19 Aug 20

We Want YOUR Tales of Darkness

It’s nearly time for Black Library to open their doors and invite potential new authors into the fold once more. This time around, they’re looking for tales that will fit into the Warhammer Horror range. We’re joined by Black Library Submissions Editor Richard Garton to give you all the details.

Richard: With the nights starting to draw in, a whole new season of horror is nearly upon us, making this the perfect time to hold the first-ever Warhammer Horror-themed Open Submissions window!

Grab your best quill, dust off some parchment,* and sit down on a dark and stormy evening to pen a truly chilling tale, set in either the Warhammer 40,000 universe or the Mortal Realms for Warhammer Age of Sigmar. But before you begin, you may ask yourself – what makes a Warhammer story truly scary?

There are plenty of terrifying things lurking in the dark places of the Imperium, the Mortal Realms, and beyond. But the Space Marines and Stormcast Eternals who feature in so many of Black Library’s stories have seen it all, and barely know the meaning of the word fear. The key is to write relatable characters, lesser mortals in isolated settings who are ignorant of the true horrors of the universe they inhabit, whether it’s a lowly guardsman whose reality is shaken by something they witnessed or a villager who wandered into a Shyishan wood and never returned…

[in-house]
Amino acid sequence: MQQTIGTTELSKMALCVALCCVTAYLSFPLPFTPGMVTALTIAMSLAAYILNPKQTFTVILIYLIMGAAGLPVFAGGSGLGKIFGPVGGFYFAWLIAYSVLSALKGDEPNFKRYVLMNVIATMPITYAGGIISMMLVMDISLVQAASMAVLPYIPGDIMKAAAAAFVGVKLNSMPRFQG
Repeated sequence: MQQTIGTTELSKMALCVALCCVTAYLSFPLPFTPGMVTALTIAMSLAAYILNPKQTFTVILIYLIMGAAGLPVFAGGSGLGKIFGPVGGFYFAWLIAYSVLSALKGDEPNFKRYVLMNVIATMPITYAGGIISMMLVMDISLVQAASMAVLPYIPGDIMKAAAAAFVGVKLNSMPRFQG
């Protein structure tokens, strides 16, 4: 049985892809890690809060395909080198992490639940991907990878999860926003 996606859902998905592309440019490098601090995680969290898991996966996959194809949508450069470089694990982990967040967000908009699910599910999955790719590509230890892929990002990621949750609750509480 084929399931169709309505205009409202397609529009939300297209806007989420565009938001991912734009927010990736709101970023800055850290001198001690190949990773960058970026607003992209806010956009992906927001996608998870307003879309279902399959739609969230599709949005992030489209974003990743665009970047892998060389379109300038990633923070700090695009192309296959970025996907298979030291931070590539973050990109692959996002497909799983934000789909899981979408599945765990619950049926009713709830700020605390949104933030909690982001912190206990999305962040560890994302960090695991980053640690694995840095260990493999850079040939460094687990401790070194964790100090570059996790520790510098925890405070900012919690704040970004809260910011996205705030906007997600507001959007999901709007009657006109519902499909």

The potential for horror in the worlds of Warhammer is truly vast, and execution is extremely important. How are you going to create that unique sense of fear or unease in a setting where almost everything is disturbing? To help with this, we’re providing suggestions for the specific type of horror you are aiming to invoke. You will be asked to choose from Survival, Psychological, Gothic, and Cosmic as categories for your story, and we’ve given some examples below! Hopefully, these will provide inspiration as you scour forbidden tomes in search of your own truly terrifying premise!

We will ask for a paragraph-length summary of an original short horror story, along with a 500-word extract of it. We are looking for writers who can create a chilling atmosphere within a context that is definitively Warhammer. If we are impressed by what we will read, we will ask to see more and your story could be published! We will reply to everyone who submits, but sadly we aren’t able to provide individual feedback to all of you.

You’ll have a limited time to submit your entries. The Open Submissions window will go live on the Warhammer Community site on Monday the 19th of October, and close, appropriately enough, on Halloween, Saturday the 31st of October – so get planning! Good luck, and try not to give yourself nightmares!


Thanks, Richard. If your interest has been piqued by this challenge, check out Richard’s definition of each of the four horror categories to choose from, along with examples to read from the existing Warhammer Horror range.

Survival

An individual or group are preyed upon by a hideous, unseen menace, such as a Lictor or malicious troupe of Spite-Revenants!